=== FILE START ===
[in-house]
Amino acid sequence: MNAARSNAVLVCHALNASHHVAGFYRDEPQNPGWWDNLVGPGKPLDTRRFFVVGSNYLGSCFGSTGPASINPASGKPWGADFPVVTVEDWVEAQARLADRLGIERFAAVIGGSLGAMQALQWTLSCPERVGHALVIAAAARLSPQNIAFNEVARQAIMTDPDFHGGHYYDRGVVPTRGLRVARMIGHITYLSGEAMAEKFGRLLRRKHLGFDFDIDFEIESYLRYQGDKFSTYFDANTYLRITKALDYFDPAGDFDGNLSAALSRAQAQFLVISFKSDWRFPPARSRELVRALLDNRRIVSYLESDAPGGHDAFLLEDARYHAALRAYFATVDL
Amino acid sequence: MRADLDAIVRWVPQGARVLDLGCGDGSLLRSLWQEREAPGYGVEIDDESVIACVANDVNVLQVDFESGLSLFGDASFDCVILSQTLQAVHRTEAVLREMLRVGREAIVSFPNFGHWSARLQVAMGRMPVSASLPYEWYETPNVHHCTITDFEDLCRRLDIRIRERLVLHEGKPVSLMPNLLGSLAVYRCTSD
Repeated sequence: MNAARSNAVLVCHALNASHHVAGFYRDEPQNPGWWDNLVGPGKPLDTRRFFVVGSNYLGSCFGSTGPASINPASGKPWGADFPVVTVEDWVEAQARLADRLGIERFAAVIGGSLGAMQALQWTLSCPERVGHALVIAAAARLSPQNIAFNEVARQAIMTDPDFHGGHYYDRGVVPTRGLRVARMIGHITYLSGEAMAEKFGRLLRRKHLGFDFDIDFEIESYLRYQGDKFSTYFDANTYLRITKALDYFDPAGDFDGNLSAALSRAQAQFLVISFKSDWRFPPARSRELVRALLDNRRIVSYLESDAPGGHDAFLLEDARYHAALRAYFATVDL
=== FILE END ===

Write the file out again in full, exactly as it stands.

[in-house]
Amino acid sequence: MNAARSNAVLVCHALNASHHVAGFYRDEPQNPGWWDNLVGPGKPLDTRRFFVVGSNYLGSCFGSTGPASINPASGKPWGADFPVVTVEDWVEAQARLADRLGIERFAAVIGGSLGAMQALQWTLSCPERVGHALVIAAAARLSPQNIAFNEVARQAIMTDPDFHGGHYYDRGVVPTRGLRVARMIGHITYLSGEAMAEKFGRLLRRKHLGFDFDIDFEIESYLRYQGDKFSTYFDANTYLRITKALDYFDPAGDFDGNLSAALSRAQAQFLVISFKSDWRFPPARSRELVRALLDNRRIVSYLESDAPGGHDAFLLEDARYHAALRAYFATVDL
Amino acid sequence: MRADLDAIVRWVPQGARVLDLGCGDGSLLRSLWQEREAPGYGVEIDDESVIACVANDVNVLQVDFESGLSLFGDASFDCVILSQTLQAVHRTEAVLREMLRVGREAIVSFPNFGHWSARLQVAMGRMPVSASLPYEWYETPNVHHCTITDFEDLCRRLDIRIRERLVLHEGKPVSLMPNLLGSLAVYRCTSD
Repeated sequence: MNAARSNAVLVCHALNASHHVAGFYRDEPQNPGWWDNLVGPGKPLDTRRFFVVGSNYLGSCFGSTGPASINPASGKPWGADFPVVTVEDWVEAQARLADRLGIERFAAVIGGSLGAMQALQWTLSCPERVGHALVIAAAARLSPQNIAFNEVARQAIMTDPDFHGGHYYDRGVVPTRGLRVARMIGHITYLSGEAMAEKFGRLLRRKHLGFDFDIDFEIESYLRYQGDKFSTYFDANTYLRITKALDYFDPAGDFDGNLSAALSRAQAQFLVISFKSDWRFPPARSRELVRALLDNRRIVSYLESDAPGGHDAFLLEDARYHAALRAYFATVDL